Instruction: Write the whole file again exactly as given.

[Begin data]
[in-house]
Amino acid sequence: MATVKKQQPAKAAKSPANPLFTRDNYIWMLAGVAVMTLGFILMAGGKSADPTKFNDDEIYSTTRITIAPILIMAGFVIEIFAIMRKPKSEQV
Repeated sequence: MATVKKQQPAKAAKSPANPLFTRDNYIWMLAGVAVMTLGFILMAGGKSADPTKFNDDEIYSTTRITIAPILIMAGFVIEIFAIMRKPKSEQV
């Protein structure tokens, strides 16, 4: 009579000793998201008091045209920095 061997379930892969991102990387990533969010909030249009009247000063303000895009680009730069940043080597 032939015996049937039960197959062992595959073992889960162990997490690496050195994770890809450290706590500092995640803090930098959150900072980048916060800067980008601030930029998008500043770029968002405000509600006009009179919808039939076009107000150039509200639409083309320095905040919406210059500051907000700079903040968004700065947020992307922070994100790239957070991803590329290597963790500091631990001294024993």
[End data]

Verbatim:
[in-house]
Amino acid sequence: MATVKKQQPAKAAKSPANPLFTRDNYIWMLAGVAVMTLGFILMAGGKSADPTKFNDDEIYSTTRITIAPILIMAGFVIEIFAIMRKPKSEQV
Repeated sequence: MATVKKQQPAKAAKSPANPLFTRDNYIWMLAGVAVMTLGFILMAGGKSADPTKFNDDEIYSTTRITIAPILIMAGFVIEIFAIMRKPKSEQV
């Protein structure tokens, strides 16, 4: 009579000793998201008091045209920095 061997379930892969991102990387990533969010909030249009009247000063303000895009680009730069940043080597 032939015996049937039960197959062992595959073992889960162990997490690496050195994770890809450290706590500092995640803090930098959150900072980048916060800067980008601030930029998008500043770029968002405000509600006009009179919808039939076009107000150039509200639409083309320095905040919406210059500051907000700079903040968004700065947020992307922070994100790239957070991803590329290597963790500091631990001294024993």